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"MECHANISM OF QUINOLONE-MEDIATED LETHALITY"

by
Gan Luan
Molecular Biology, Genetics & Cancer Track
B.S. 2012, University of Science and Technology of China


Thesis Advisors: Xilin Zhao, Ph.D., Associate Professor
Karl Drlica, Ph.D., Professor
Public Health Research Institute and Department of Microbiology and Molecular Genetics

Tuesday, September 12, 2017
10:00 A.M., ICPH Auditorium


Abstract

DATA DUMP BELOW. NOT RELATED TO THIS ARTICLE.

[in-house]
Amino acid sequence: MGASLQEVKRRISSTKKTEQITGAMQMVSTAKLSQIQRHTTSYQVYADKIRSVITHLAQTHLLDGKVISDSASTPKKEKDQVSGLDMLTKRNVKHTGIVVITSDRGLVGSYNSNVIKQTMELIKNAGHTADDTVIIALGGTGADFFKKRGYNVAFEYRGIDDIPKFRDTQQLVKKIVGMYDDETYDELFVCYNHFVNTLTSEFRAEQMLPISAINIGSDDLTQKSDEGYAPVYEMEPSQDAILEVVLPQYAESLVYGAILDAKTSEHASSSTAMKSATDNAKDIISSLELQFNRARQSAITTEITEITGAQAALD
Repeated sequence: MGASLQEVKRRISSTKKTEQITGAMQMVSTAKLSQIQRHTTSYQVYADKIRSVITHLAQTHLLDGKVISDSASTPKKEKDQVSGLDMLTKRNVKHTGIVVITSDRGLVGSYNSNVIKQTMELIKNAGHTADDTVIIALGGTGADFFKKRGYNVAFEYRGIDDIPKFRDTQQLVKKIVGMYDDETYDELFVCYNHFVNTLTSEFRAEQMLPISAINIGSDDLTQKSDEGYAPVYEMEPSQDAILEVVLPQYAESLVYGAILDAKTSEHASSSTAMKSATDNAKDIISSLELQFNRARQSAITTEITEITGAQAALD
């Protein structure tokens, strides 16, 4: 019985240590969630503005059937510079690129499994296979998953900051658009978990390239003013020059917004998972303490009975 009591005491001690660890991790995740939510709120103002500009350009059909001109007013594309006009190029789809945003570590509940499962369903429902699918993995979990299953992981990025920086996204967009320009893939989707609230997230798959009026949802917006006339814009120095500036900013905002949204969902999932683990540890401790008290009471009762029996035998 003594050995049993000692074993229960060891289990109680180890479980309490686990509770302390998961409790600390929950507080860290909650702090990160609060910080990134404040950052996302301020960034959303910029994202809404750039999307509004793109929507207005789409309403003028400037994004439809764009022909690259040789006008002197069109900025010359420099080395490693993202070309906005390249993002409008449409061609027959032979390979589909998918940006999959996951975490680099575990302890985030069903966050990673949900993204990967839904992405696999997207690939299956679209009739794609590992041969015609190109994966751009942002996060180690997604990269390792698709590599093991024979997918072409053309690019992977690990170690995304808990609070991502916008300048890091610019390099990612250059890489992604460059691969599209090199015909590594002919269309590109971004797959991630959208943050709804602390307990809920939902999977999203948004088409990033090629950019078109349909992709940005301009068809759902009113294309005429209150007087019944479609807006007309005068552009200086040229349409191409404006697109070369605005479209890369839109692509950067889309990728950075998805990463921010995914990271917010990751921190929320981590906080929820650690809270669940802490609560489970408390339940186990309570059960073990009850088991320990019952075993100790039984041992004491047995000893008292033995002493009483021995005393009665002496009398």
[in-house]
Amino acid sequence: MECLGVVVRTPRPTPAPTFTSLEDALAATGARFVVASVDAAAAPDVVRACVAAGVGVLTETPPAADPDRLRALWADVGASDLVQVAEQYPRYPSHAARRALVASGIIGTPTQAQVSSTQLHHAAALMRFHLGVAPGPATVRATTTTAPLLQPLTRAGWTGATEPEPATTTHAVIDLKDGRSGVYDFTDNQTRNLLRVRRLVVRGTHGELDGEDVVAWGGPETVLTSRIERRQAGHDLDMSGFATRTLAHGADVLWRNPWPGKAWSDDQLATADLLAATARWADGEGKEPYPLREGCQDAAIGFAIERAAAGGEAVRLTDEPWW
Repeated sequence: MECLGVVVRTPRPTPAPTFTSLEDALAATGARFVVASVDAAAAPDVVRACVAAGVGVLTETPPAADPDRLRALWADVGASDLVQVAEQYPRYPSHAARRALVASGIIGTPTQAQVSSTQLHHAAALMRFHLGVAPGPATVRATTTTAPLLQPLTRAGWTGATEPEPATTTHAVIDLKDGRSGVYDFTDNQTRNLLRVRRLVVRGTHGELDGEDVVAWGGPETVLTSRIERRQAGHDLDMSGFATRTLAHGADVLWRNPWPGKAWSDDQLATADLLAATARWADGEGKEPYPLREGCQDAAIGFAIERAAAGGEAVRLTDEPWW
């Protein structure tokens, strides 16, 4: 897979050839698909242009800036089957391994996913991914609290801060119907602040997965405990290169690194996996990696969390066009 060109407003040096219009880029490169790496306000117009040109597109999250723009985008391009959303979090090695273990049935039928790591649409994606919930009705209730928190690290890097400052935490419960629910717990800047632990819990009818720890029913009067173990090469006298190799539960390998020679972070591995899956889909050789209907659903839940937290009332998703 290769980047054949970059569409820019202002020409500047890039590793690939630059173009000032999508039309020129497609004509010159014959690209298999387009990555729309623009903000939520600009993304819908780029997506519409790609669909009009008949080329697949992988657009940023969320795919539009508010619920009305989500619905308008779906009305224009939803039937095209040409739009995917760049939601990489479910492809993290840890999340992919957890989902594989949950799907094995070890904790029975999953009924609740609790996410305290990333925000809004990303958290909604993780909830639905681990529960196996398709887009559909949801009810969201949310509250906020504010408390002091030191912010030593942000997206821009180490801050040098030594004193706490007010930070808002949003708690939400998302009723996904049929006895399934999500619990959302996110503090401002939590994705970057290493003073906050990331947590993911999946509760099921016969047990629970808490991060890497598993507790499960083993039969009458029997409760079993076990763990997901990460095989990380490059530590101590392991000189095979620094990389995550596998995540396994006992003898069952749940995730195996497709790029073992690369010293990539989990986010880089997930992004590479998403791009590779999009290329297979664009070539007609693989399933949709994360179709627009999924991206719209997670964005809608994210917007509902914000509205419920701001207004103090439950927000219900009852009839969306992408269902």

The quinolones are lethal, clinically important antimicrobials whose activity is being eroded by bacterial resistance. These compounds act by trapping type II DNA topoisomerases on DNA as drug-enzyme-DNA complexes, called cleaved complexes, in which the DNA is broken. DNA breaks released from cleaved complexes cause chromosome fragmentation and cell death by two pathways, one that involves reactive oxygen species (ROS) and one that does not. My goal is to develop new quinolone derivatives that can bypass resistance and kill bacteria more effectively. Three aspects of quinolone action were studied. The first focused on cleaved complexes. The drug-magnesium-water bridge formed between fluoroquinolone and topoisomerase was shown to facilitate the formation and stabilization of cleaved complexes. Also, crosslinking with a ciprofloxacin derivative (Cip-AcCl) indicated the existence of two quinolone binding modes. The second focused on the paradoxical absence of killing at very high quinolone concentration. High, non-lethal concentrations of nalidixic acid induced lower levels of ROS, and lesions needed for ROS-mediated killing persisted at high quinolone concentration. Although protein synthesis inhibitors can block nalidixic acid lethality, experiments with a katG (catalase) deficiency suggests that inhibition of ROS accumulation, rather than protein synthesis inhibition, is the actual cause of paradoxical tolerance. The third part of the study focused on a novel role of RecF in quinolone-mediated lethality. A deficiency of RecF exhibited a protective effect on lethality caused by various quinolones, and this RecF effect is independent of the RecF recombinational DNA repair pathway. RecF stimulated both pathways used by quinolones to kill cells. Fewer double-strand DNA breaks were detected in a RecF deletion mutant than in wild-type cells when both strains were treated with ciprofloxacin, suggesting that RecF-mediated stimulation of quinolone lethality involves DNA breakage. Finally, an approach was developed to study additional proteins involved in RecF-mediated stimulation of quinolone lethality. Overall, the findings are expected to contribute to the development of new quinolone derivatives and to increase quinolone-mediated lethality.


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